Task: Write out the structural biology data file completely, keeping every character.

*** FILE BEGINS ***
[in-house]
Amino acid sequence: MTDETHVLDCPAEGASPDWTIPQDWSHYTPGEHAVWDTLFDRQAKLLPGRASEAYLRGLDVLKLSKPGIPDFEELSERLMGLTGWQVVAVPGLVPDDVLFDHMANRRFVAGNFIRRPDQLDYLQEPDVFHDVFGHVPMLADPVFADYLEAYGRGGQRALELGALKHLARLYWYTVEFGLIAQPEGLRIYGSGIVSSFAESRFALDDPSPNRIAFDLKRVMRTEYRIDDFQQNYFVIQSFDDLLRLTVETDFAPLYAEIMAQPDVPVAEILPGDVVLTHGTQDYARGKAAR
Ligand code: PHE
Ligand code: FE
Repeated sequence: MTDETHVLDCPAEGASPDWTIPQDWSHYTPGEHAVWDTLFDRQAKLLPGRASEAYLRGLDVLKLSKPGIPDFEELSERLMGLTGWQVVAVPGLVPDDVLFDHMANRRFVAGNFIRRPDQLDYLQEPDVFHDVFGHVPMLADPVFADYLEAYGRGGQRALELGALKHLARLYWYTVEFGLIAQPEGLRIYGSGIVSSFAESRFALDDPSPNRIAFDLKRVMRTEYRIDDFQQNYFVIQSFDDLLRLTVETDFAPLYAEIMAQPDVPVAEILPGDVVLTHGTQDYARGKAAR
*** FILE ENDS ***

[in-house]
Amino acid sequence: MTDETHVLDCPAEGASPDWTIPQDWSHYTPGEHAVWDTLFDRQAKLLPGRASEAYLRGLDVLKLSKPGIPDFEELSERLMGLTGWQVVAVPGLVPDDVLFDHMANRRFVAGNFIRRPDQLDYLQEPDVFHDVFGHVPMLADPVFADYLEAYGRGGQRALELGALKHLARLYWYTVEFGLIAQPEGLRIYGSGIVSSFAESRFALDDPSPNRIAFDLKRVMRTEYRIDDFQQNYFVIQSFDDLLRLTVETDFAPLYAEIMAQPDVPVAEILPGDVVLTHGTQDYARGKAAR
Ligand code: PHE
Ligand code: FE
Repeated sequence: MTDETHVLDCPAEGASPDWTIPQDWSHYTPGEHAVWDTLFDRQAKLLPGRASEAYLRGLDVLKLSKPGIPDFEELSERLMGLTGWQVVAVPGLVPDDVLFDHMANRRFVAGNFIRRPDQLDYLQEPDVFHDVFGHVPMLADPVFADYLEAYGRGGQRALELGALKHLARLYWYTVEFGLIAQPEGLRIYGSGIVSSFAESRFALDDPSPNRIAFDLKRVMRTEYRIDDFQQNYFVIQSFDDLLRLTVETDFAPLYAEIMAQPDVPVAEILPGDVVLTHGTQDYARGKAAR